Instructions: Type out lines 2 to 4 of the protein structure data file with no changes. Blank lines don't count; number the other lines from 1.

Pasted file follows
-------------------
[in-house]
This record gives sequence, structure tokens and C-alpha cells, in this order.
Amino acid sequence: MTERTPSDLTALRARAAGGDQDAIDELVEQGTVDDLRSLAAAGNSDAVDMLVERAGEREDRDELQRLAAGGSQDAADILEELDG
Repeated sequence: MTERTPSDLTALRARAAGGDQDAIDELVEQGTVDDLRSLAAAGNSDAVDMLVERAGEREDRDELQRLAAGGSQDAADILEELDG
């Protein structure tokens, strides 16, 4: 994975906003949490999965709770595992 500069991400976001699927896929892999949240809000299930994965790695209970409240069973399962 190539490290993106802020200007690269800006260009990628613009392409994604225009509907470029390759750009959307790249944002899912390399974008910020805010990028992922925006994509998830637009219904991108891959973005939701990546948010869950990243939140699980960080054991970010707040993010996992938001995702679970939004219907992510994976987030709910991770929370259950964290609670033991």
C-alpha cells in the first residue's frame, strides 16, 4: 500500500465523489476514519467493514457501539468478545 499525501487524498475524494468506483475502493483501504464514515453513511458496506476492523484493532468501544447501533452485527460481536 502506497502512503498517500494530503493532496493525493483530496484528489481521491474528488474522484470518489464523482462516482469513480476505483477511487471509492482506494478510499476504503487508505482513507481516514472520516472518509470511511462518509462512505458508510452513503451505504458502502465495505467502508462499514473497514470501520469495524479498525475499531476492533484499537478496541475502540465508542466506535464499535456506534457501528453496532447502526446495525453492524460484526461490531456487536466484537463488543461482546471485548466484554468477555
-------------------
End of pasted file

This record gives sequence, structure tokens and C-alpha cells, in this order.
Amino acid sequence: MTERTPSDLTALRARAAGGDQDAIDELVEQGTVDDLRSLAAAGNSDAVDMLVERAGEREDRDELQRLAAGGSQDAADILEELDG
Repeated sequence: MTERTPSDLTALRARAAGGDQDAIDELVEQGTVDDLRSLAAAGNSDAVDMLVERAGEREDRDELQRLAAGGSQDAADILEELDG